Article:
The breach could affect more than half the adult population of the United States, according to a report by . The hackers who stole the information – which included Social Security numbers and even, in hundreds of thousands of cases, credit card numbers – could use that information to run up debt in other people’s names.
“Bar none, this is the worst data breach we’ve ever had,” identity theft expert Rob Douglas told Realtor.com. “This is the one everyone worried about.”
Worry is a reasonable reaction. An identity thief running up debts in a consumer’s name could drive that consumer’s debt-to-income ratio into the stratosphere, according to Realtor.com. And that could mean a consumer who’s had perfect credit all her life would suddenly find herself unable to qualify for a mortgage.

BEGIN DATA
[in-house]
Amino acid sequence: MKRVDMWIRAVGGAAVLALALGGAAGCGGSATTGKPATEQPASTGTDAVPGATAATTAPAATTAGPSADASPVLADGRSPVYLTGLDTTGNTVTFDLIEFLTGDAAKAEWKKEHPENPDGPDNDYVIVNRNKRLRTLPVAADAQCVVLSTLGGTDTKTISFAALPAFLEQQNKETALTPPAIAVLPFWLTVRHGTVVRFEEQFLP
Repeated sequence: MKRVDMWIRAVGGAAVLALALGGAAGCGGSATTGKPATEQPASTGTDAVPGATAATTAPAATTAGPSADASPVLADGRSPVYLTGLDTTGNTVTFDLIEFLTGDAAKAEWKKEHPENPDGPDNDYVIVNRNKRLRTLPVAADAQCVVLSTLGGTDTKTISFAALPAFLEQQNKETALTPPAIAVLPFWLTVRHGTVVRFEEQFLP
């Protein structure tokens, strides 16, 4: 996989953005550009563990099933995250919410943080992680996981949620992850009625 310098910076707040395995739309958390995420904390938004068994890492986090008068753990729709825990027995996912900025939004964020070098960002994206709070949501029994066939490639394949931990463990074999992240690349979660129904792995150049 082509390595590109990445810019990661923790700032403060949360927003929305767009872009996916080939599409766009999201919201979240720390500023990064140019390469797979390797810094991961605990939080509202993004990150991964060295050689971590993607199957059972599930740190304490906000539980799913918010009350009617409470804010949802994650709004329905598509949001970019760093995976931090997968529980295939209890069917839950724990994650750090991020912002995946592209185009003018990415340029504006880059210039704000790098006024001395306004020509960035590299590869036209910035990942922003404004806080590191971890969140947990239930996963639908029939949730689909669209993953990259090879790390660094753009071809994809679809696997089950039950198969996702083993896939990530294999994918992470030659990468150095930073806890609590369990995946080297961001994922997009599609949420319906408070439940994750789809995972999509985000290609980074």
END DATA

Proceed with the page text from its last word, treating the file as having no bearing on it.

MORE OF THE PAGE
Douglas also predicted that there would be a spike in fraudulent mortgage and refinance applications in the wake of the breach. That means originators might have to ramp up their vetting procedures – which in turn could increase the time and cost of the mortgage process.
“It’s not a breach where they just got a Social Security number or another breach where they just got a credit card number,” Douglas told Realtor.com. “Here, they got the whole enchilada. This is now a danger for a lifetime.”
Equifax cyber breach exposes data of up to 143 million people
Could new credit score model become the norm?
The data breach revealed by Equifax last week – hackers stole the personal information of 143 million consumers from the credit reporting agency – is one of the largest in history. And for people trying to get a mortgage, it could potentially be one of the most damaging.